What Are The Dangers of Seniors Living Alone?


Dangers of seniors living alone

Is your mother or father reluctant to move out of their home into a managed care environment? Do you fear that without your care they'd be socially isolated, miss medications and generally unsafe and unhealthy?

Your parents aren't the only one's shouting "I want to stay in my own home" from the hilltops! Far from it. According to research done by AARP nearly 90% of seniors would prefer to stay in their own homes as they age. However, only 43 percent find it very easy. If you can image, a staggering 25% of seniors with dementia or alzheimer's live alone!

Let's try to understand why they want to stay in their own home and the possible dangers of doing so.

Why Seniors Want To Stay In Their Own Home

The AARP survey revealed the top 5 reasons older adults want to stay in their current home:

1. They like their home and don't want to move out

2. They have friends and family nearby

3. They don't want to deal with the difficulty of moving

4. Not sure where they'd go

5. Can't afford the cost of moving all of their things

How To Help Seniors Stay In Their Own Home Longer

There are several things you can do to help your parents live independently in their own homes for as long as possible. Here are a few of the most helpful home modifications and improvements seniors have reported:

1. Add safety features such as non-slip floors

2. Add grab bars in the shower and by the toilets

3. Remove steps from the entrance way

4. Widen doorways

5. Install lever-handled door knobs

6. Raise electric outlets (avoid bending down as low)

7. Lower electrical switches (don't have to reach as high)

When You Know It's No Longer Safe To Live Alone

Despite all your best efforts to make it safe for your loved one to live at home alone, there may come a time when it's simply not safe anymore. You should monitor your loved one's physical, nutritional and mental health. Here are some of the signs it may be time to move out or get full or part-time care:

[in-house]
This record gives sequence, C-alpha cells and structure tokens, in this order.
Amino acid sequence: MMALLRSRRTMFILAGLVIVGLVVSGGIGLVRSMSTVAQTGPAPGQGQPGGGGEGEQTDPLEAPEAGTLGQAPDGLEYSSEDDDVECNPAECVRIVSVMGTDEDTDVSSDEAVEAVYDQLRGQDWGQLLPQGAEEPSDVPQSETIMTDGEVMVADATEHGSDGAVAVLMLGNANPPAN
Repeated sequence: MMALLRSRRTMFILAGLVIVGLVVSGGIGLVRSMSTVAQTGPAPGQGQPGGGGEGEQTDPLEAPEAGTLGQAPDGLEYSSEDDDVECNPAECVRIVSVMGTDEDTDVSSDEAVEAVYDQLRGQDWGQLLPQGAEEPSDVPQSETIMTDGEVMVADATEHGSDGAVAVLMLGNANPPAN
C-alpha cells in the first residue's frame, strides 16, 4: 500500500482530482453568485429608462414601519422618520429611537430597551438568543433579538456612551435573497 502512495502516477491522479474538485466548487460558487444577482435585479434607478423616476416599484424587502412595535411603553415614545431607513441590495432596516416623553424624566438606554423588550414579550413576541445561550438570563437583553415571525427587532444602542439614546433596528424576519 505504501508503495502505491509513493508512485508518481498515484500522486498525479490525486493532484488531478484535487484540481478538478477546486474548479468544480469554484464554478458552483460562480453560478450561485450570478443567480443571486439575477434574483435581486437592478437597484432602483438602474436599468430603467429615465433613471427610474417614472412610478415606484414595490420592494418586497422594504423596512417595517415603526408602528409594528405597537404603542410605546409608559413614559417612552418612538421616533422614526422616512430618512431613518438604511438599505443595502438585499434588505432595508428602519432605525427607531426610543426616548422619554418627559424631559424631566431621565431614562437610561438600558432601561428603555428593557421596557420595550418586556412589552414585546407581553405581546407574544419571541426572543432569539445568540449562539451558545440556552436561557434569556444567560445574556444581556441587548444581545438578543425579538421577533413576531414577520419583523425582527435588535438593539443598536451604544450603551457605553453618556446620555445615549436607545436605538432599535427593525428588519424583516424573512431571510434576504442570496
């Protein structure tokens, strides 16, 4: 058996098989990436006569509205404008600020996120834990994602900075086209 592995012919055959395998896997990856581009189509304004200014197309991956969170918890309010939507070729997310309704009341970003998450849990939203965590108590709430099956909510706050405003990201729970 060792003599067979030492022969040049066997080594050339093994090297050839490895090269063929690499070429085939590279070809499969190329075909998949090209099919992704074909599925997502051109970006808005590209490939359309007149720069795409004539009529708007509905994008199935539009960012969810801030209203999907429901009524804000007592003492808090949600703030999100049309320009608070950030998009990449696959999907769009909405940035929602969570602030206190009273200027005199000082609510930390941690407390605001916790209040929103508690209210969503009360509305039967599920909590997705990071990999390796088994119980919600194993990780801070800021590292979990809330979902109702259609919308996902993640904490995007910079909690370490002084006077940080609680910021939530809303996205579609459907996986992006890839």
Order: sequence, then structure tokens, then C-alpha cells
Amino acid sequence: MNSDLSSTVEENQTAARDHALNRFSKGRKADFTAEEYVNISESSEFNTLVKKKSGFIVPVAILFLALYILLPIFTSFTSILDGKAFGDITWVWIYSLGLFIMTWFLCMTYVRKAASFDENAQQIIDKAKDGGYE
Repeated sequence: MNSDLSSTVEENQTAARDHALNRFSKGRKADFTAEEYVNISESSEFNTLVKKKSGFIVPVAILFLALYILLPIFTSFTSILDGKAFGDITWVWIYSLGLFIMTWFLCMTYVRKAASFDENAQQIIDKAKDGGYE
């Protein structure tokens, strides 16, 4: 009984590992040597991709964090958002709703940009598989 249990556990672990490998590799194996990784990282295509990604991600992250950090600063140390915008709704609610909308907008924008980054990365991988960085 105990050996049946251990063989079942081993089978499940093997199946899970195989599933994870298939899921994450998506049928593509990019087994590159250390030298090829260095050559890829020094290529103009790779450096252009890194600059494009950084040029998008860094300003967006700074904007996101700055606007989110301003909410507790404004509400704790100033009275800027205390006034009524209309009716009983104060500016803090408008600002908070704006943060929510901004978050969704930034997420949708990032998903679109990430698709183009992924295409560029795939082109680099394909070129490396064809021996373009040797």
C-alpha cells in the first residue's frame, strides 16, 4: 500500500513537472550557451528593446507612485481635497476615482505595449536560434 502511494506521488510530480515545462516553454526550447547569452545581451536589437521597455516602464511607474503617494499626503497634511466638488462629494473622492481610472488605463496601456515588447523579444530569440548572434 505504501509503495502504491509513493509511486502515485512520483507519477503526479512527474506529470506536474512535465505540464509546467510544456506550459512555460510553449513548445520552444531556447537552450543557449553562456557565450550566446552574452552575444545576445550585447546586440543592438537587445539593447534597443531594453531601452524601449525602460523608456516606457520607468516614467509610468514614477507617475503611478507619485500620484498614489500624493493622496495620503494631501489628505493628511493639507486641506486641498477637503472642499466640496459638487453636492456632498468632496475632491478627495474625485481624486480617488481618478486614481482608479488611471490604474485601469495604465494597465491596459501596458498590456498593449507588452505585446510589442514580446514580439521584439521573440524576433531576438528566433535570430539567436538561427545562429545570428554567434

1. Malnutrition - Can no longer cook or does not eat healthy meals on their own. Watch out for canned meals only.

2. Forgetfulness - Memory makes daily living chores a challenge or even dangerous i.e. leaves stove top on, doesn't turn off taps, forgets to take out garbage, does not wear medical alert devices, etc...

3. Poor Vision - Cannot do or find things without assistance. Would be at significant risk in an emergency situation.

4. Poor Mobility - Cannot perform necessary functions like toileting, bathing, dressing or getting in or out of bed, without assistance. Would be at significant risk in an emergency situation.

5. Falls Frequently - Falls from poor coordination, muscular weakness, fainting, confusion.

6. Social Isolation - Cannot / does not leave their home to participate in social activities and has no friends or family come visit. Isolation can cause depression which significantly impacts health and happiness.

7. Medication Management - Forgets to take medications, confuses pills, can't manage dosages.

Have you had difficulties convincing your mom or dad that they'd be better off in a managed care environment? Please share your stories with us in the comments below, we'd love to hear from you!